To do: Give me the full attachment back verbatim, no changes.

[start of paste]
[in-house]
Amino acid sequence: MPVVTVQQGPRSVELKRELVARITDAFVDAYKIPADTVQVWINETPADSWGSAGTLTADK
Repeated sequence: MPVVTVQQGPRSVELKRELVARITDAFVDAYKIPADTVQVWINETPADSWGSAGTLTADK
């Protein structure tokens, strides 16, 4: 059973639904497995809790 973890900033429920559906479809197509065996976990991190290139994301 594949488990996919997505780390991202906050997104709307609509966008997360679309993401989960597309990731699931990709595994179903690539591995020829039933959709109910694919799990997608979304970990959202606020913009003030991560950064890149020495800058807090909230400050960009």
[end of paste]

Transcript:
[in-house]
Amino acid sequence: MPVVTVQQGPRSVELKRELVARITDAFVDAYKIPADTVQVWINETPADSWGSAGTLTADK
Repeated sequence: MPVVTVQQGPRSVELKRELVARITDAFVDAYKIPADTVQVWINETPADSWGSAGTLTADK
């Protein structure tokens, strides 16, 4: 059973639904497995809790 973890900033429920559906479809197509065996976990991190290139994301 594949488990996919997505780390991202906050997104709307609509966008997360679309993401989960597309990731699931990709595994179903690539591995020829039933959709109910694919799990997608979304970990959202606020913009003030991560950064890149020495800058807090909230400050960009």